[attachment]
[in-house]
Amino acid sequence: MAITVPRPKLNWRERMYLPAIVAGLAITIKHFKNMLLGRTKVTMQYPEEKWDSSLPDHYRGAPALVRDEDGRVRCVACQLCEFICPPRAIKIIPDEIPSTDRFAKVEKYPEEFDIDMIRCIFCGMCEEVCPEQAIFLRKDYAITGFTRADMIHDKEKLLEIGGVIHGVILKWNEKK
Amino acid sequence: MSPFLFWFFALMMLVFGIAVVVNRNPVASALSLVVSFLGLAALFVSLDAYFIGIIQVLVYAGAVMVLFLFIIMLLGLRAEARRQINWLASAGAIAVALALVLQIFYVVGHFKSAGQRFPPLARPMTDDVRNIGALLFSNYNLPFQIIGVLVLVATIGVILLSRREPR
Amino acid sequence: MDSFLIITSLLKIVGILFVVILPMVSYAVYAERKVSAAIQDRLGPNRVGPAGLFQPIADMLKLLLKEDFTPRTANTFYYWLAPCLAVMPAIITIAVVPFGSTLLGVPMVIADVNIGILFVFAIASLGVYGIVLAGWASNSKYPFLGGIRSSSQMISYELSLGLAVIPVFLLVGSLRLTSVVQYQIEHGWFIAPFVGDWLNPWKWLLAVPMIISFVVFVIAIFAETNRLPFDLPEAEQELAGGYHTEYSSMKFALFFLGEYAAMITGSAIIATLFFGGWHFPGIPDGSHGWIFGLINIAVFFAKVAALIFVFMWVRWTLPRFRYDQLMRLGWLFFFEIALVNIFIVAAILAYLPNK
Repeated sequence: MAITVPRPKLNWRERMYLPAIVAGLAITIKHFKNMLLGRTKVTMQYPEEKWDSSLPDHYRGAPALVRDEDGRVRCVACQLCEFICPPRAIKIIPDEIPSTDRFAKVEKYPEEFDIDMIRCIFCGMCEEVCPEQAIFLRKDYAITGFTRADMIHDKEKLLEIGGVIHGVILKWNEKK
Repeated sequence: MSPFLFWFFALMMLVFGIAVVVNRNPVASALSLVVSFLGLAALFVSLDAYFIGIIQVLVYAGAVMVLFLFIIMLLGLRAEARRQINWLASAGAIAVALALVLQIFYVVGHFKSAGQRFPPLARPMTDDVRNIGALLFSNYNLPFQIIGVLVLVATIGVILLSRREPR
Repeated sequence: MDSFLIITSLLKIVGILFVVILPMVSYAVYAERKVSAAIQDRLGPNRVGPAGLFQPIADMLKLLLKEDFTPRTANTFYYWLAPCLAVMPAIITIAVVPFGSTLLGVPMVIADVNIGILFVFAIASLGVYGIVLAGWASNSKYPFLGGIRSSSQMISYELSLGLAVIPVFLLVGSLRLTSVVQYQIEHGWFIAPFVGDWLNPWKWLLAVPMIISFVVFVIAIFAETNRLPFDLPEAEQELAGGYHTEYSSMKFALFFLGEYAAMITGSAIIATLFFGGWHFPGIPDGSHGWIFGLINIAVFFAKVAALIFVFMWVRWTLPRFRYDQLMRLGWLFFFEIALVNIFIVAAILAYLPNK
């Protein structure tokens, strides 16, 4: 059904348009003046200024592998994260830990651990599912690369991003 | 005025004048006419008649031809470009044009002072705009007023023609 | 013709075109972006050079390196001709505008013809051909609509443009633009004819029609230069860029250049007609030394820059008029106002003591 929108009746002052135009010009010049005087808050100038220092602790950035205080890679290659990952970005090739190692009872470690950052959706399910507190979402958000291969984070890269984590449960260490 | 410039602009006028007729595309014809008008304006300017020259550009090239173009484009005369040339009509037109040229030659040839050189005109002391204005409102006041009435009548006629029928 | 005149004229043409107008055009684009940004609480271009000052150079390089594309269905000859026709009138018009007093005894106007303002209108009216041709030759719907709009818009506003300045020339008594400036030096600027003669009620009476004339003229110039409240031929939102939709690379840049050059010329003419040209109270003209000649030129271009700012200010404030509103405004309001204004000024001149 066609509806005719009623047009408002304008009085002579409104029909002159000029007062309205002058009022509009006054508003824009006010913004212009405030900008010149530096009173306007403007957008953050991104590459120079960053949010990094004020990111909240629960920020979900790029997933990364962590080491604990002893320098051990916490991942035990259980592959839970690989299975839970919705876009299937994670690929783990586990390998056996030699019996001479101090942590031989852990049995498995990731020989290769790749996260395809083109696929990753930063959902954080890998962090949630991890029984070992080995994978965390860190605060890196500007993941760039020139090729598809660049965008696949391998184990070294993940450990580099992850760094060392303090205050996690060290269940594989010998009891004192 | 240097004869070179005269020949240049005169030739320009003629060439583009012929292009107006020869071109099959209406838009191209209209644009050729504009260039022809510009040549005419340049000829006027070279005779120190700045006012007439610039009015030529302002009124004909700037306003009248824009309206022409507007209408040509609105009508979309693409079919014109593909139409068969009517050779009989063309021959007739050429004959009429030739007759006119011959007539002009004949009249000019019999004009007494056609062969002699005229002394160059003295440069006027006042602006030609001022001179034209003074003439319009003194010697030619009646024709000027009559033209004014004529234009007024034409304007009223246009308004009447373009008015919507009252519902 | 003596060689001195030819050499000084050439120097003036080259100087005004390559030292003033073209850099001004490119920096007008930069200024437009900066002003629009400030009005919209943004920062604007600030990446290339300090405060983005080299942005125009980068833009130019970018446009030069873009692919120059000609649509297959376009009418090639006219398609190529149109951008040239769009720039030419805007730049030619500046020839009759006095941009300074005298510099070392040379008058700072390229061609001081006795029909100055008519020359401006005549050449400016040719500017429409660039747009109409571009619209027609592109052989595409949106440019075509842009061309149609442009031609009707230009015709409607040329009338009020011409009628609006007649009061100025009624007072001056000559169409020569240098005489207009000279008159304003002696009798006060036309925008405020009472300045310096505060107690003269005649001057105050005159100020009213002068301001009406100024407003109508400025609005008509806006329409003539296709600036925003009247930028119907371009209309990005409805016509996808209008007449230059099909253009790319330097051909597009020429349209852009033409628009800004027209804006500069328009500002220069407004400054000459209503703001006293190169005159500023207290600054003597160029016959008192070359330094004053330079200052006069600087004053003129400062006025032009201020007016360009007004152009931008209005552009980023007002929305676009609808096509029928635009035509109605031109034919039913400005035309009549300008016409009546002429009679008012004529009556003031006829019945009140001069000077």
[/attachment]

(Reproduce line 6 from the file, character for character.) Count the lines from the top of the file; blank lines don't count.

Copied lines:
Repeated sequence: MSPFLFWFFALMMLVFGIAVVVNRNPVASALSLVVSFLGLAALFVSLDAYFIGIIQVLVYAGAVMVLFLFIIMLLGLRAEARRQINWLASAGAIAVALALVLQIFYVVGHFKSAGQRFPPLARPMTDDVRNIGALLFSNYNLPFQIIGVLVLVATIGVILLSRREPR